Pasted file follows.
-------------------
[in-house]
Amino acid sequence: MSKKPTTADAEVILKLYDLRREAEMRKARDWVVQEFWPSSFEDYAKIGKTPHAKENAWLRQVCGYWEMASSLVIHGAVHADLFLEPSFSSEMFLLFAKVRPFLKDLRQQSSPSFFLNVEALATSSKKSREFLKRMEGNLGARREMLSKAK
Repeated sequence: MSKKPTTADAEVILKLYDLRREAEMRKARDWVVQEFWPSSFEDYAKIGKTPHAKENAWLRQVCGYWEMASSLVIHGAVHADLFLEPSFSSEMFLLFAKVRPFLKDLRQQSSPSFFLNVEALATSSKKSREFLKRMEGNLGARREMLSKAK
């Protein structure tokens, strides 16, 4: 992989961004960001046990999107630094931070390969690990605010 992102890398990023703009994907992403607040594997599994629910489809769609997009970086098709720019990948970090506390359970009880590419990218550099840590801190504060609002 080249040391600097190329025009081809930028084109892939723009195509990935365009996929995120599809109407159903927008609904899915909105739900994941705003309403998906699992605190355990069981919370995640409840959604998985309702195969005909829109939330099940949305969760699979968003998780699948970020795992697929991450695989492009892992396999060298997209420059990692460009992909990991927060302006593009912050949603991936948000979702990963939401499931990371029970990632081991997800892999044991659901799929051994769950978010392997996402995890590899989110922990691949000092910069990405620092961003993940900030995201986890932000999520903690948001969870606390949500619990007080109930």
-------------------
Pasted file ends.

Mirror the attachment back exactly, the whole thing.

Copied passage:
[in-house]
Amino acid sequence: MSKKPTTADAEVILKLYDLRREAEMRKARDWVVQEFWPSSFEDYAKIGKTPHAKENAWLRQVCGYWEMASSLVIHGAVHADLFLEPSFSSEMFLLFAKVRPFLKDLRQQSSPSFFLNVEALATSSKKSREFLKRMEGNLGARREMLSKAK
Repeated sequence: MSKKPTTADAEVILKLYDLRREAEMRKARDWVVQEFWPSSFEDYAKIGKTPHAKENAWLRQVCGYWEMASSLVIHGAVHADLFLEPSFSSEMFLLFAKVRPFLKDLRQQSSPSFFLNVEALATSSKKSREFLKRMEGNLGARREMLSKAK
């Protein structure tokens, strides 16, 4: 992989961004960001046990999107630094931070390969690990605010 992102890398990023703009994907992403607040594997599994629910489809769609997009970086098709720019990948970090506390359970009880590419990218550099840590801190504060609002 080249040391600097190329025009081809930028084109892939723009195509990935365009996929995120599809109407159903927008609904899915909105739900994941705003309403998906699992605190355990069981919370995640409840959604998985309702195969005909829109939330099940949305969760699979968003998780699948970020795992697929991450695989492009892992396999060298997209420059990692460009992909990991927060302006593009912050949603991936948000979702990963939401499931990371029970990632081991997800892999044991659901799929051994769950978010392997996402995890590899989110922990691949000092910069990405620092961003993940900030995201986890932000999520903690948001969870606390949500619990007080109930």